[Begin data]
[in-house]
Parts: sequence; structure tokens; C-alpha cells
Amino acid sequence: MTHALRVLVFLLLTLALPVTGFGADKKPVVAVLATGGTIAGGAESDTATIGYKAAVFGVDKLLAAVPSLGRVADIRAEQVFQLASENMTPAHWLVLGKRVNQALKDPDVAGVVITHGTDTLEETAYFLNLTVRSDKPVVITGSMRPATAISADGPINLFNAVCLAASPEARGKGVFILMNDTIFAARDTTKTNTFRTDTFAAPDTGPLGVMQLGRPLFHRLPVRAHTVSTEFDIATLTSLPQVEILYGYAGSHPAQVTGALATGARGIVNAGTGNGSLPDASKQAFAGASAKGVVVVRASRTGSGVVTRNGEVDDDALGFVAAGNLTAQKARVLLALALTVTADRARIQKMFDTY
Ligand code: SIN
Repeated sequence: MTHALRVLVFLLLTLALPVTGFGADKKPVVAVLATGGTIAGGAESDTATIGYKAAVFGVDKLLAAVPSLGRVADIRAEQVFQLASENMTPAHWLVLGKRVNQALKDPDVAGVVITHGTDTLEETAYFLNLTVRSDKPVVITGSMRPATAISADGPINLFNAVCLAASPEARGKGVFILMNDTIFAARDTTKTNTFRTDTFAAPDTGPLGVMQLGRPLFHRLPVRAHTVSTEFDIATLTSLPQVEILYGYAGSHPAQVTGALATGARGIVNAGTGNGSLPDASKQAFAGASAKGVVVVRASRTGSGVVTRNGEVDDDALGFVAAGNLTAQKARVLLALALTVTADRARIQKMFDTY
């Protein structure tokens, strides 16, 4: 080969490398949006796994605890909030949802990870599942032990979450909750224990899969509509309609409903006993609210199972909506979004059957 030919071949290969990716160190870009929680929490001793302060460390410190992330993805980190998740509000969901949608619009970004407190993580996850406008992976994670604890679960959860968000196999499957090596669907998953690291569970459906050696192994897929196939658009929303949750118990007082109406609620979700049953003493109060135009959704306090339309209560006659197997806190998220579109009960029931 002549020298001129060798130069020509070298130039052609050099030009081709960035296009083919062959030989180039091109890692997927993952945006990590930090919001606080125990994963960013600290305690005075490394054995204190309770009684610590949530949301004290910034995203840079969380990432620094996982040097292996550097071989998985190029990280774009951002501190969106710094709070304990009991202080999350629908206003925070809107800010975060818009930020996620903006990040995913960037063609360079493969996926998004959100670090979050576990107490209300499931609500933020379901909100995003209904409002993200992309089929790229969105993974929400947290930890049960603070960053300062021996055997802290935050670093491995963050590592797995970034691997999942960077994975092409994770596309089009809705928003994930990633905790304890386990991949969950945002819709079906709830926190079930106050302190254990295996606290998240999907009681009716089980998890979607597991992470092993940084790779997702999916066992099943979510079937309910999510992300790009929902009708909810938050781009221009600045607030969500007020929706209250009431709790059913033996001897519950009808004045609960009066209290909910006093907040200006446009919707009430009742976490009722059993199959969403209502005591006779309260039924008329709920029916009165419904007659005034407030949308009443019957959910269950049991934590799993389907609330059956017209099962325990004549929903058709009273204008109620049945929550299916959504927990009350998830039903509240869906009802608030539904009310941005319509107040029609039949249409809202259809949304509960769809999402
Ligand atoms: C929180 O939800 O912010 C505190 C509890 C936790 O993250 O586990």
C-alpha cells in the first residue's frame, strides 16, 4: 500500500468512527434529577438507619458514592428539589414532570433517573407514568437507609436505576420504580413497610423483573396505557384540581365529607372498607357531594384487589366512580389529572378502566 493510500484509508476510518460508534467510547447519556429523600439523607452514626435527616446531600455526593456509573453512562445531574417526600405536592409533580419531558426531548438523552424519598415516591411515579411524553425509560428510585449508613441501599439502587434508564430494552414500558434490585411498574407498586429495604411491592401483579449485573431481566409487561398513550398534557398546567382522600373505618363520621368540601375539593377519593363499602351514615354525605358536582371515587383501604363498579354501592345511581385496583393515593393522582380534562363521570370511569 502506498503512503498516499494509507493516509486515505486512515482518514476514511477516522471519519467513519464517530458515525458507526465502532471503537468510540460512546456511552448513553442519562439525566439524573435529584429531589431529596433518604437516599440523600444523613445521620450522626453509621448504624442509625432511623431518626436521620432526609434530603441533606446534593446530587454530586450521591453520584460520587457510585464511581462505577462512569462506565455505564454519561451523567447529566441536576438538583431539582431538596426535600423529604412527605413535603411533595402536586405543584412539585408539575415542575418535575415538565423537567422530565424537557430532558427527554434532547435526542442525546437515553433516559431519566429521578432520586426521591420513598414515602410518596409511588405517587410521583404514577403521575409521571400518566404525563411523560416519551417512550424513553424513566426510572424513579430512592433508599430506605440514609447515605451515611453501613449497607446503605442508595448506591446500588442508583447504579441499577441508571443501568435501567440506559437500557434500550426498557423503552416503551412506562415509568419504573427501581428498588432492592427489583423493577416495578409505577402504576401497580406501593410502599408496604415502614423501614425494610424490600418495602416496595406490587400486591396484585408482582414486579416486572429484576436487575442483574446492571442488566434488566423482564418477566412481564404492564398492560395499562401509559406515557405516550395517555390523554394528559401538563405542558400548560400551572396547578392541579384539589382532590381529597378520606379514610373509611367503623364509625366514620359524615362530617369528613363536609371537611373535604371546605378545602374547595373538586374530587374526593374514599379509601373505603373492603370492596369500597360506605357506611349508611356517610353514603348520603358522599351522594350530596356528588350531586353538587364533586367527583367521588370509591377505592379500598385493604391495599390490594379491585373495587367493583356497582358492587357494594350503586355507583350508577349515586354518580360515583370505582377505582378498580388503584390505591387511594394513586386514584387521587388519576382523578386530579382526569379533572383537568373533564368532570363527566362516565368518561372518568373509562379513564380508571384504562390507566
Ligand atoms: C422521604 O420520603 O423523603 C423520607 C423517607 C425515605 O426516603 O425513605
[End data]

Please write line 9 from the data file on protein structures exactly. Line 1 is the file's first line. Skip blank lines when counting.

Ligand atoms: C422521604 O420520603 O423523603 C423520607 C423517607 C425515605 O426516603 O425513605